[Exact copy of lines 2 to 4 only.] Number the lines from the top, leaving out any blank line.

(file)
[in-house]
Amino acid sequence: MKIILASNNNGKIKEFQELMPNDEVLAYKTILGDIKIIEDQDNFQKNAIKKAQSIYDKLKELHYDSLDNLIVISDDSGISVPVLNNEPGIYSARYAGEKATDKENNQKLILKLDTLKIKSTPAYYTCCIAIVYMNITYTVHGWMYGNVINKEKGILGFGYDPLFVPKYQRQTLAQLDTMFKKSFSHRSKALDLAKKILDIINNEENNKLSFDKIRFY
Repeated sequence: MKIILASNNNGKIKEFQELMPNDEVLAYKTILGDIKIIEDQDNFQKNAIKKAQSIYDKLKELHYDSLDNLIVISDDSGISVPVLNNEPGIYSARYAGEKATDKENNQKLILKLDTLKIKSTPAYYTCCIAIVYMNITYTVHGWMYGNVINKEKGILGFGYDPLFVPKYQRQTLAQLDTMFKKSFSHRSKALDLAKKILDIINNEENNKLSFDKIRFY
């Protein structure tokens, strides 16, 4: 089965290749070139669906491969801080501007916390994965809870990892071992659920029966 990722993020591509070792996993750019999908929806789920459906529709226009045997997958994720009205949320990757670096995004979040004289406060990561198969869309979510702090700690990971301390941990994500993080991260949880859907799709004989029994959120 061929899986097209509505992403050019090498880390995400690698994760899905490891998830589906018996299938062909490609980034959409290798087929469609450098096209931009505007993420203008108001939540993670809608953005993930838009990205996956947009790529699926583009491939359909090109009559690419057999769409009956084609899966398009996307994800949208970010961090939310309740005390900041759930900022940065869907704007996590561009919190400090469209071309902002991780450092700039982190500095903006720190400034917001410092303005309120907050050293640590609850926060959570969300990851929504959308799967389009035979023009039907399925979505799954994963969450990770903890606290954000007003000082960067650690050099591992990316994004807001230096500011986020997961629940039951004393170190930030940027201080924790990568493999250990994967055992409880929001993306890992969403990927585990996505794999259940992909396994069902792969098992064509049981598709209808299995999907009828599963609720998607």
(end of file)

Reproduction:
Amino acid sequence: MKIILASNNNGKIKEFQELMPNDEVLAYKTILGDIKIIEDQDNFQKNAIKKAQSIYDKLKELHYDSLDNLIVISDDSGISVPVLNNEPGIYSARYAGEKATDKENNQKLILKLDTLKIKSTPAYYTCCIAIVYMNITYTVHGWMYGNVINKEKGILGFGYDPLFVPKYQRQTLAQLDTMFKKSFSHRSKALDLAKKILDIINNEENNKLSFDKIRFY
Repeated sequence: MKIILASNNNGKIKEFQELMPNDEVLAYKTILGDIKIIEDQDNFQKNAIKKAQSIYDKLKELHYDSLDNLIVISDDSGISVPVLNNEPGIYSARYAGEKATDKENNQKLILKLDTLKIKSTPAYYTCCIAIVYMNITYTVHGWMYGNVINKEKGILGFGYDPLFVPKYQRQTLAQLDTMFKKSFSHRSKALDLAKKILDIINNEENNKLSFDKIRFY
């Protein structure tokens, strides 16, 4: 089965290749070139669906491969801080501007916390994965809870990892071992659920029966 990722993020591509070792996993750019999908929806789920459906529709226009045997997958994720009205949320990757670096995004979040004289406060990561198969869309979510702090700690990971301390941990994500993080991260949880859907799709004989029994959120 061929899986097209509505992403050019090498880390995400690698994760899905490891998830589906018996299938062909490609980034959409290798087929469609450098096209931009505007993420203008108001939540993670809608953005993930838009990205996956947009790529699926583009491939359909090109009559690419057999769409009956084609899966398009996307994800949208970010961090939310309740005390900041759930900022940065869907704007996590561009919190400090469209071309902002991780450092700039982190500095903006720190400034917001410092303005309120907050050293640590609850926060959570969300990851929504959308799967389009035979023009039907399925979505799954994963969450990770903890606290954000007003000082960067650690050099591992990316994004807001230096500011986020997961629940039951004393170190930030940027201080924790990568493999250990994967055992409880929001993306890992969403990927585990996505794999259940992909396994069902792969098992064509049981598709209808299995999907009828599963609720998607």